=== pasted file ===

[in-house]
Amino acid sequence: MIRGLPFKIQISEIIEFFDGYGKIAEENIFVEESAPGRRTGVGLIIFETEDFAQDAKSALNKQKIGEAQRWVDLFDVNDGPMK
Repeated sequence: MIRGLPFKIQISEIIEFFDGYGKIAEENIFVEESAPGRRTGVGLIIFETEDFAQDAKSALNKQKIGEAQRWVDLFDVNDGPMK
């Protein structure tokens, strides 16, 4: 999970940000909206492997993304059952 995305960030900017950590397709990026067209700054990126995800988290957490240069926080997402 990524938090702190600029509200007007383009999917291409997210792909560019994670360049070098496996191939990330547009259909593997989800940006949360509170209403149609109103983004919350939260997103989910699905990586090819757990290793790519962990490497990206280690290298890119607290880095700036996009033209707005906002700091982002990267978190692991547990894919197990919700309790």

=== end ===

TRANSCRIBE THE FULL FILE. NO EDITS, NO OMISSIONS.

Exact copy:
[in-house]
Amino acid sequence: MIRGLPFKIQISEIIEFFDGYGKIAEENIFVEESAPGRRTGVGLIIFETEDFAQDAKSALNKQKIGEAQRWVDLFDVNDGPMK
Repeated sequence: MIRGLPFKIQISEIIEFFDGYGKIAEENIFVEESAPGRRTGVGLIIFETEDFAQDAKSALNKQKIGEAQRWVDLFDVNDGPMK
């Protein structure tokens, strides 16, 4: 999970940000909206492997993304059952 995305960030900017950590397709990026067209700054990126995800988290957490240069926080997402 990524938090702190600029509200007007383009999917291409997210792909560019994670360049070098496996191939990330547009259909593997989800940006949360509170209403149609109103983004919350939260997103989910699905990586090819757990290793790519962990490497990206280690290298890119607290880095700036996009033209707005906002700091982002990267978190692991547990894919197990919700309790």